Does an attic need to be vented? (slate roof)

We’re in the process of insulating and renovating an unfinished attic space in a 1915 home. Our assumption going into the project was that we would allow space for ventilation behind the insulation (under the roof) so that air could pass from the soffit vents to the ridge vent.

Well, it turns out that we actually don’t have soffit vents, and we don’t have a ridge vent, either. Looking up an down our street, it appears that all the homes on our street don’t have soffit vents.

So, the GC has suggested using closed cell or open cell foam to fully insulate the roof, and forget about ventilation altogether.

Because we have a slate roof, putting in a ridge vent would be very costly. I’m not really sure if it would even be useful, because it wouldn’t have anything to ventilate.

This is a pretty dramatic step, so I’m looking to collect as many opinions as possible before dramatically altering our roof in this way. We live in the NE, so avoiding ice dams is an issue.

How about opening the soffits and adding gable vents instead of ridge vents…just a thought.

What’s the slope of your roof?

Add a double set of gable end vents (low down near the bottom of the gable end and near the peak). Drill 2/3/4 inch holes on the soffits and add aluminum or plastic vent covers.
Partial ventilation is better than no ventilation.

Gable vents were my first idea, but I’ve heard pretty negative things about gable vents from quite a few professionals.

The slope of the roof is pretty steep, the roof is about 12 feet high and 25 feet wide.

I have seen many unvented 100+ year old attics ,they have survived this long so as the saying goes if it ain’t broke why fix it.
The slope sounds great to me to step to walk , I expect snow will not stay much.


Without knowing your location, site orientation and the specifics of your roof design, all bets are off as far as any of us really providing fact based info.

He’s some info from some of the most knowledgeable for general ideas on how to design your attic retrofit.

Click: BS

Appears some of my cohorts disagree with current technology…oh well

I agree with Roy. If it ain’t broke, don’t try to fix it.

I would seal any opening in the attic floor which would allow warm/moist air into the attic area. Slate is not air tight it breathes. I would not spray foam on the underside of the roof. Bad idea.

Very good site.

                 Roof ventilation is a big issue today in the roofing industry,                     and it should be. Asphalt roofing shingles nailed or                     stapled onto plywood decks are roofs systems that will                     not breathe – they suffocate the roof, and proper                     ventilation is imperative. Otherwise the plywood will                     delaminate and the roof will fall apart. Slate roofs                     attached to board decking, on the other hand, are breathable                     roof systems. They are not air-tight – they’re                     water tight. Ventilation may be necessary to prevent                     condensation occurring under the roof sheathing from                     warm inside air leaking into the roof space. This is                     easily achieved with gable vents or roof vents, air                     spaces between the insulation and the sheathing, and                     ventilated soffits. However, most older residential                     slate roofs had no particular ventilation systems associated                     with them. After a century, most are still in good                     working order. Such is the advantage of a roof that                     can breathe on its own. When these older slate roofs                     are retrofitted with roof insulation, care must be                     made to ensure that warm air will not come in contact                     with cold roof sheathing. Aluminum ridge vents should                     be avoided on slate roofs. Such vents are designed                     to be used with asphalt shingle roofs — as such,                     they’re cheaply made, they do not fit the ridge                     of a slate roof well, and they interfere with the normal                     maintenance of a slate roof.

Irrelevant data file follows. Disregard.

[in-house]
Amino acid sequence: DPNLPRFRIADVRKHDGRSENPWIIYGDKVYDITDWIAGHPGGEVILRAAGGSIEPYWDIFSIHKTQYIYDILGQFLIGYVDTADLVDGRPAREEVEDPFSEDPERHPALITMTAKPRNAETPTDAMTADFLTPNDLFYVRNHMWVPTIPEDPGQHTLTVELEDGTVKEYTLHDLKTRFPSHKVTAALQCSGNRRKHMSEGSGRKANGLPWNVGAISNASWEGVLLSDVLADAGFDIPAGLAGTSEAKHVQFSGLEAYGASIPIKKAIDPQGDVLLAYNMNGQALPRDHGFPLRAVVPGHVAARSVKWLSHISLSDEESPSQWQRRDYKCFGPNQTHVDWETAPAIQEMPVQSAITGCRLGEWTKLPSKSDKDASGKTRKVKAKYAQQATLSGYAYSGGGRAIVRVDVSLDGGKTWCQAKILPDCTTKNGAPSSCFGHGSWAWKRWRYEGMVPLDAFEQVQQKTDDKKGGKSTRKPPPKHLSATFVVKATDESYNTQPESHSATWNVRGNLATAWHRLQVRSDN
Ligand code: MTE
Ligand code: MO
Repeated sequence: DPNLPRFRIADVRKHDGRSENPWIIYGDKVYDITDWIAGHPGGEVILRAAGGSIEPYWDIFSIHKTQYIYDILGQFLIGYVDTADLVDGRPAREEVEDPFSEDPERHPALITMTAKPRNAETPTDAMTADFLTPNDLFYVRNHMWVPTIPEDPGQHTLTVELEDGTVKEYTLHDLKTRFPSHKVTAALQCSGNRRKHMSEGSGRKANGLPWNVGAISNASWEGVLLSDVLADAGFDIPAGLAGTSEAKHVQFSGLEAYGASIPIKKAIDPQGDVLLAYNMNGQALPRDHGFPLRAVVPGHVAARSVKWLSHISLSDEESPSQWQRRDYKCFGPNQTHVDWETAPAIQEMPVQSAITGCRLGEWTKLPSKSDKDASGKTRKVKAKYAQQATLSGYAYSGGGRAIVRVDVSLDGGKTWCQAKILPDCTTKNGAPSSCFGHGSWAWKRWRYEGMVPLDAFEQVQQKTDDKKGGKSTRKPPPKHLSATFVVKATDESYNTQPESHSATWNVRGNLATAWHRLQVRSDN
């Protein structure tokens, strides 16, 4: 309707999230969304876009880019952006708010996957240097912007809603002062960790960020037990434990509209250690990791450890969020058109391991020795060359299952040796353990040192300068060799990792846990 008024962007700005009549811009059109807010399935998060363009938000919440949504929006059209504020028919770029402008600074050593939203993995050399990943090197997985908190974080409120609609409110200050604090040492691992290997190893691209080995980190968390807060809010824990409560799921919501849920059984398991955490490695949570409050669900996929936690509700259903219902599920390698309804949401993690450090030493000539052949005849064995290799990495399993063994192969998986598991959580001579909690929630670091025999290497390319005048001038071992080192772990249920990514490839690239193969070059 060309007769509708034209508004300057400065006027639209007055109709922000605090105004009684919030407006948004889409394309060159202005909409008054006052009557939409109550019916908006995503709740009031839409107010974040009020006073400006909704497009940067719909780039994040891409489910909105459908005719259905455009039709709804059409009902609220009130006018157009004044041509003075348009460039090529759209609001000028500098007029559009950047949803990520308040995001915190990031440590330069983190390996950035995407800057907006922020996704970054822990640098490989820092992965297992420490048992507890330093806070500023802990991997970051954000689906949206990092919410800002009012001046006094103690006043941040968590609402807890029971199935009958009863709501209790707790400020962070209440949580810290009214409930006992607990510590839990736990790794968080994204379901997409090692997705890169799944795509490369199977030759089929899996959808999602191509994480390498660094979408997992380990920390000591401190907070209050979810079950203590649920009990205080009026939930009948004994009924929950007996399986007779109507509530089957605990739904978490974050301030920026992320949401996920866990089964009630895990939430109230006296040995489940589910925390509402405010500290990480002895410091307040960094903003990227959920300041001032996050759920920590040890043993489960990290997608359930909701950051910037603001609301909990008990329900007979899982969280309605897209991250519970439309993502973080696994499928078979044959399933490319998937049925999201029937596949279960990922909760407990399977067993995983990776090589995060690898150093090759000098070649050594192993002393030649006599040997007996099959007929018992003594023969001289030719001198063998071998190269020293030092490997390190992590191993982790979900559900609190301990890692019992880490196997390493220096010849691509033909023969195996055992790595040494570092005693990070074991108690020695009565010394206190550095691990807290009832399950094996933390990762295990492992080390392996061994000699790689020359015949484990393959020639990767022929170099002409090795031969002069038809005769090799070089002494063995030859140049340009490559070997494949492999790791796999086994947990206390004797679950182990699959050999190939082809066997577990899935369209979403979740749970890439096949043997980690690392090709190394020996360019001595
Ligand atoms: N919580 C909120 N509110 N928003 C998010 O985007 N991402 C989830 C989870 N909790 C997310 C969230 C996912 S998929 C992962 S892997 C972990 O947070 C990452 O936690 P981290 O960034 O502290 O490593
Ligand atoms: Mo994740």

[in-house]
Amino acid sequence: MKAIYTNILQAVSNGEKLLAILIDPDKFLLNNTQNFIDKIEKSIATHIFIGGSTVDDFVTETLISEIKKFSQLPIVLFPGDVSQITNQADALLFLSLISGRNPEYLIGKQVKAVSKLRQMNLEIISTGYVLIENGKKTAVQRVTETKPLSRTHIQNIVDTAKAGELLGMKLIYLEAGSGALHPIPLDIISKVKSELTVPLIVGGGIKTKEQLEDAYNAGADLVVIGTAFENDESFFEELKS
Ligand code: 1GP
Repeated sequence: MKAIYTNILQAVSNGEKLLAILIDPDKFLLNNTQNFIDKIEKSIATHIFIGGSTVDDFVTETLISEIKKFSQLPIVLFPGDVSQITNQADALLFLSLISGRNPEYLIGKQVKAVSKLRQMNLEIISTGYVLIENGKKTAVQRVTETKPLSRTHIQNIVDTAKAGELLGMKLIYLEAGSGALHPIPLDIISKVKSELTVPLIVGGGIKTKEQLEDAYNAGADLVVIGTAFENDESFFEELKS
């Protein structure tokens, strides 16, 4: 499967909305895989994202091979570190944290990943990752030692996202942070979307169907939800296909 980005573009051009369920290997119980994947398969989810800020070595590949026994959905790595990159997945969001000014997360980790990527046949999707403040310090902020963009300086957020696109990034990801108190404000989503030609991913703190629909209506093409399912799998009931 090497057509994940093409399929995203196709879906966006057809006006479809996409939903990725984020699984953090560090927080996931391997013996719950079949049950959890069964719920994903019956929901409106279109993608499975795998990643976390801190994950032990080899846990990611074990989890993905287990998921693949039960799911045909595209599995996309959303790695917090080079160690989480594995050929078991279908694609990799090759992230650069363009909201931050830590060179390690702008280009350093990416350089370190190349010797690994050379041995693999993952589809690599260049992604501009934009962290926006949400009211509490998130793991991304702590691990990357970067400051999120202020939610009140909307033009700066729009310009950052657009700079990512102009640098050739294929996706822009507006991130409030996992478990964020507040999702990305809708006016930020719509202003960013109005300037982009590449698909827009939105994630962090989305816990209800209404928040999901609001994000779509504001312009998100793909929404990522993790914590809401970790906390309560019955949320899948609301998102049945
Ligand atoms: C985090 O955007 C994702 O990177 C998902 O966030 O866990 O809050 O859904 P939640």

strange how different areas say different things .

Added Roy
JLC has a great post on insulating roofs I will try and find it

Interesting information. I definitely feel convinced that an unvented attic would be the best for my situation (Massachusetts, front gabled roof with a 12/12 pitch). Now I just need to figure out the most cost effective way of getting there.

My thought was to do a couple inches of closed cell foam, and then fill the rest of the rafter bays with spray in place cellulose. But, after talking with one insulation guy, he told me that wouldn’t be much cheaper than just doing the whole thing in cc foam. I’ll wait to see the actual prices. I’m a little wary I’m going to have significant sticker shock.

have you looked into these products